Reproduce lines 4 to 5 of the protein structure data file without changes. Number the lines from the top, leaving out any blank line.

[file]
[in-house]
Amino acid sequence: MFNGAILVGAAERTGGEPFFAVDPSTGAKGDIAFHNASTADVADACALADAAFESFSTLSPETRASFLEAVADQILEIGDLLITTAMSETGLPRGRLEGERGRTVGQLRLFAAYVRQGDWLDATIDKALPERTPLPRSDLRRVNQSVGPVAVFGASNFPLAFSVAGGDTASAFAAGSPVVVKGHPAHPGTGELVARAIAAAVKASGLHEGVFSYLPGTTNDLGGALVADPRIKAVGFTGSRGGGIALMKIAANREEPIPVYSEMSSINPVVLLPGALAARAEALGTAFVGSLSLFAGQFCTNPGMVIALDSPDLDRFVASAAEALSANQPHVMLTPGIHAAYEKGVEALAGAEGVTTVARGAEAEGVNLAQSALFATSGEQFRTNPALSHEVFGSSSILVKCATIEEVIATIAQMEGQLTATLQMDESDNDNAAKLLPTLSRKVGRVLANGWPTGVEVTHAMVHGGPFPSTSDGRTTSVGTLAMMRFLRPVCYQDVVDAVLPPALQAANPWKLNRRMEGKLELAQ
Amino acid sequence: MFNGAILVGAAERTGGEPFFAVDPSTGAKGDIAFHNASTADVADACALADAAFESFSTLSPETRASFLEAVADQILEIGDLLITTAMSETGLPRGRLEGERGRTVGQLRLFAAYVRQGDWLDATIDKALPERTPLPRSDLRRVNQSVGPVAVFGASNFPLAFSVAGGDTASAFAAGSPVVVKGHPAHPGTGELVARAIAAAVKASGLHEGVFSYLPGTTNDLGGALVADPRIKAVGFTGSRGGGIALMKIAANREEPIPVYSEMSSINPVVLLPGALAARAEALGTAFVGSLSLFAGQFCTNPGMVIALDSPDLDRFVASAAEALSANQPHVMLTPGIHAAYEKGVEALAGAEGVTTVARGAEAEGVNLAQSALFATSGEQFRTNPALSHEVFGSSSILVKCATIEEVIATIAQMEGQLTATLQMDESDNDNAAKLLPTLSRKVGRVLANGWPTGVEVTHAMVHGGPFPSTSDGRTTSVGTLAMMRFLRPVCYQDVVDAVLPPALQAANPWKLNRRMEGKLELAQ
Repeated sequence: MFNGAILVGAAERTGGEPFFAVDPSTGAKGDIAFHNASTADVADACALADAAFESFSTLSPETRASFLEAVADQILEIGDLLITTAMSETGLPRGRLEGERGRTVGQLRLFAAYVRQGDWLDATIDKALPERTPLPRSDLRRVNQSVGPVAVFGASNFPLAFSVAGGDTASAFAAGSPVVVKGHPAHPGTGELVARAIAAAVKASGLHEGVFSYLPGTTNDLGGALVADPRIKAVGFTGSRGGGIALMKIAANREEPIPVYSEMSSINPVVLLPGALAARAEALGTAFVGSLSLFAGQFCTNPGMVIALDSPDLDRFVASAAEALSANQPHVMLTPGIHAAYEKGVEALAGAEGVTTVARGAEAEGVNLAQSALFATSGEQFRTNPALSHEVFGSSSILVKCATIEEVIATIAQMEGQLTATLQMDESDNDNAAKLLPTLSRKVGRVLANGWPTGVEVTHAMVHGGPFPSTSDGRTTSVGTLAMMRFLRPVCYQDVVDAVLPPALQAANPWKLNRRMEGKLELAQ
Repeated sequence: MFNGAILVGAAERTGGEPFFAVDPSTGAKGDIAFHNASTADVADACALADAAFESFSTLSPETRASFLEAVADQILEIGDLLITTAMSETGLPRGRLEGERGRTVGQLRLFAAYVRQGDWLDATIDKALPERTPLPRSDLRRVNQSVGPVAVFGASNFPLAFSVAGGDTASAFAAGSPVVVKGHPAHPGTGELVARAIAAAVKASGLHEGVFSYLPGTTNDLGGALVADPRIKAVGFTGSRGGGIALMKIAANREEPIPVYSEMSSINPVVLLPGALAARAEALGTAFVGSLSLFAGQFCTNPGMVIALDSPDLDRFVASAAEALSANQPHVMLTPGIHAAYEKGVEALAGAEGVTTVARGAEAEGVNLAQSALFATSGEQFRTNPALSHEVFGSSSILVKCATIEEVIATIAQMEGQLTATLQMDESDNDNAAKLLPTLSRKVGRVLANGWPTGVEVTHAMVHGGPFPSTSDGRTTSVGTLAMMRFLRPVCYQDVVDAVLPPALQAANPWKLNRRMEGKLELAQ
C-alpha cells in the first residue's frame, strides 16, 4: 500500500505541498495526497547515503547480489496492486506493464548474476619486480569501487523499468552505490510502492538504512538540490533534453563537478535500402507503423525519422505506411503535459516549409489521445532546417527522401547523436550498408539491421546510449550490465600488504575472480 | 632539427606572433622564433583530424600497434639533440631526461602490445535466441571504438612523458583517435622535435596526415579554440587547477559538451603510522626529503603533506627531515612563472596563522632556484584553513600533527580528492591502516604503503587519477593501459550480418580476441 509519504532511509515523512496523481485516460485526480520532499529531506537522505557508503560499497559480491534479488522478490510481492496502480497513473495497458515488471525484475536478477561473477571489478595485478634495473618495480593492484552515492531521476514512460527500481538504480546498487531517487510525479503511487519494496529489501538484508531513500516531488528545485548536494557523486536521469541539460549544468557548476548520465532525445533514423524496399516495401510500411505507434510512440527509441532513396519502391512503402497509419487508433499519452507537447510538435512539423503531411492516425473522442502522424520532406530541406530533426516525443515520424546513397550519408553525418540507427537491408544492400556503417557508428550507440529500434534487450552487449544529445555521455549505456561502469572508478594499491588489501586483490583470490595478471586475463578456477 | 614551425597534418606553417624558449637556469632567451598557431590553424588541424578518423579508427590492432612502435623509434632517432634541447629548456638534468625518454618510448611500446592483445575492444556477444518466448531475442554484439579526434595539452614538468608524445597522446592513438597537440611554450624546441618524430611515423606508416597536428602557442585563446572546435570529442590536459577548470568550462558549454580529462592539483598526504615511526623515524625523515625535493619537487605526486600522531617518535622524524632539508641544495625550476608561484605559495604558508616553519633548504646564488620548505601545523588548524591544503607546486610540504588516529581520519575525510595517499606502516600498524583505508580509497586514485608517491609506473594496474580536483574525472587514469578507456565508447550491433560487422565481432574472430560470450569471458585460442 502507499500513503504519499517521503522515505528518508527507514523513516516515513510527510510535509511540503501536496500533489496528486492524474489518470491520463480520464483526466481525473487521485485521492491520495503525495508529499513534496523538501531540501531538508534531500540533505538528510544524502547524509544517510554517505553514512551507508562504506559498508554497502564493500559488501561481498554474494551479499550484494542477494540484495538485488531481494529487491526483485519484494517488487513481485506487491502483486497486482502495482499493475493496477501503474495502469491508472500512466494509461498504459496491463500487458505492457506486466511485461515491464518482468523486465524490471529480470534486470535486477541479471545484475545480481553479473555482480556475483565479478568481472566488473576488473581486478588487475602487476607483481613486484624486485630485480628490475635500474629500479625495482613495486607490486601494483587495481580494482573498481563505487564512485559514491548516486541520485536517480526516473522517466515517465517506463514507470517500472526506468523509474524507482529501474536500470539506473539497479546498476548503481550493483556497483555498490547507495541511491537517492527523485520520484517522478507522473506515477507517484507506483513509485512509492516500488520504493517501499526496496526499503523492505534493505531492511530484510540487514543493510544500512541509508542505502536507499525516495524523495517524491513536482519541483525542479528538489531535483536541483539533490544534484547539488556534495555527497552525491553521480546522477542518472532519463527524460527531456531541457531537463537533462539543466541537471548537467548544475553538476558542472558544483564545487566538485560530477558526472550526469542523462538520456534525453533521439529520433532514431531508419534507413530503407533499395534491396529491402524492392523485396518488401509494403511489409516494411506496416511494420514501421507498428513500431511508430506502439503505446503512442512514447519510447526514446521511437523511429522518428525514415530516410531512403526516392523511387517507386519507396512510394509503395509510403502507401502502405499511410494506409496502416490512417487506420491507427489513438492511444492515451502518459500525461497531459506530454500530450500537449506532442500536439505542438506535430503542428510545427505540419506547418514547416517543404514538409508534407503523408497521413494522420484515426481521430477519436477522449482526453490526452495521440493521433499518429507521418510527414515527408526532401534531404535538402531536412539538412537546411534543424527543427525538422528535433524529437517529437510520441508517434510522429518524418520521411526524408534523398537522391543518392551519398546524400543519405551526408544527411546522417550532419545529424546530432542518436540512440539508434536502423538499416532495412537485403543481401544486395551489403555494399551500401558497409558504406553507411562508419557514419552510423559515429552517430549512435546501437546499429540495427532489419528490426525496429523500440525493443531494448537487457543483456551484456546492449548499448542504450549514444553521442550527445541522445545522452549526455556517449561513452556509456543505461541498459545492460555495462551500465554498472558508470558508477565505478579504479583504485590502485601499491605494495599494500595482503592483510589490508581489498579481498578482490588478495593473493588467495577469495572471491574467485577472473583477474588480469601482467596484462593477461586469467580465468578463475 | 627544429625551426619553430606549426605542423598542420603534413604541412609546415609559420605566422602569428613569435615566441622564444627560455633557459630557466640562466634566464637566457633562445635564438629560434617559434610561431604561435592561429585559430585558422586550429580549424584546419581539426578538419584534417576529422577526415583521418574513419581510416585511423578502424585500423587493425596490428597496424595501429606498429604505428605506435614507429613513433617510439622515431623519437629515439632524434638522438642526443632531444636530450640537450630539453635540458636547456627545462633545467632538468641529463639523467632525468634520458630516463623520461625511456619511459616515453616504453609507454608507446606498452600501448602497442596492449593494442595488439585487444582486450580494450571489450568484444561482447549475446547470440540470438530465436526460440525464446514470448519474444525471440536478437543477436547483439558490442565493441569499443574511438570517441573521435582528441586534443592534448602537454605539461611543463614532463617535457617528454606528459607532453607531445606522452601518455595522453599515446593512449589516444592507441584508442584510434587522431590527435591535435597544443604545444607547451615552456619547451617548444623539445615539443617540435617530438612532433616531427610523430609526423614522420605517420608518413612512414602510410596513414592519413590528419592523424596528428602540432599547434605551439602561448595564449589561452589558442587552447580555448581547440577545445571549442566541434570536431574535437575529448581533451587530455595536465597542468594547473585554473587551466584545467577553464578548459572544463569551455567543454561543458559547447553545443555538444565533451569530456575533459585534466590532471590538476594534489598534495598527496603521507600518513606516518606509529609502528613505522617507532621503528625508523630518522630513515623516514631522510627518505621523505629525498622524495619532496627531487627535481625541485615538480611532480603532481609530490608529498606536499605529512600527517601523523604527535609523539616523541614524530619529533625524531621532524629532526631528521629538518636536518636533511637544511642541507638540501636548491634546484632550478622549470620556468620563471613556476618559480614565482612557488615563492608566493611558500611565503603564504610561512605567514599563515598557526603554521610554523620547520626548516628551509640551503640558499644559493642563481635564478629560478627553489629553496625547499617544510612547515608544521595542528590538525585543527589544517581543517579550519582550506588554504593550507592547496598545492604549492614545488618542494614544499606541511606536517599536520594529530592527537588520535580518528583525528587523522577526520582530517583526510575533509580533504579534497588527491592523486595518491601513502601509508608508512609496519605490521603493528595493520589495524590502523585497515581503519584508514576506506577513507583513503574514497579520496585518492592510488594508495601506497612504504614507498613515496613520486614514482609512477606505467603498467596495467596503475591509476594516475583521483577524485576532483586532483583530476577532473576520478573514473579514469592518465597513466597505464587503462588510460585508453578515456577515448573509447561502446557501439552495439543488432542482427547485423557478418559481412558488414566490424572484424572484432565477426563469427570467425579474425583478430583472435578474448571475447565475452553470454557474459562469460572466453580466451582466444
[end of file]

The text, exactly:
Repeated sequence: MFNGAILVGAAERTGGEPFFAVDPSTGAKGDIAFHNASTADVADACALADAAFESFSTLSPETRASFLEAVADQILEIGDLLITTAMSETGLPRGRLEGERGRTVGQLRLFAAYVRQGDWLDATIDKALPERTPLPRSDLRRVNQSVGPVAVFGASNFPLAFSVAGGDTASAFAAGSPVVVKGHPAHPGTGELVARAIAAAVKASGLHEGVFSYLPGTTNDLGGALVADPRIKAVGFTGSRGGGIALMKIAANREEPIPVYSEMSSINPVVLLPGALAARAEALGTAFVGSLSLFAGQFCTNPGMVIALDSPDLDRFVASAAEALSANQPHVMLTPGIHAAYEKGVEALAGAEGVTTVARGAEAEGVNLAQSALFATSGEQFRTNPALSHEVFGSSSILVKCATIEEVIATIAQMEGQLTATLQMDESDNDNAAKLLPTLSRKVGRVLANGWPTGVEVTHAMVHGGPFPSTSDGRTTSVGTLAMMRFLRPVCYQDVVDAVLPPALQAANPWKLNRRMEGKLELAQ
Repeated sequence: MFNGAILVGAAERTGGEPFFAVDPSTGAKGDIAFHNASTADVADACALADAAFESFSTLSPETRASFLEAVADQILEIGDLLITTAMSETGLPRGRLEGERGRTVGQLRLFAAYVRQGDWLDATIDKALPERTPLPRSDLRRVNQSVGPVAVFGASNFPLAFSVAGGDTASAFAAGSPVVVKGHPAHPGTGELVARAIAAAVKASGLHEGVFSYLPGTTNDLGGALVADPRIKAVGFTGSRGGGIALMKIAANREEPIPVYSEMSSINPVVLLPGALAARAEALGTAFVGSLSLFAGQFCTNPGMVIALDSPDLDRFVASAAEALSANQPHVMLTPGIHAAYEKGVEALAGAEGVTTVARGAEAEGVNLAQSALFATSGEQFRTNPALSHEVFGSSSILVKCATIEEVIATIAQMEGQLTATLQMDESDNDNAAKLLPTLSRKVGRVLANGWPTGVEVTHAMVHGGPFPSTSDGRTTSVGTLAMMRFLRPVCYQDVVDAVLPPALQAANPWKLNRRMEGKLELAQ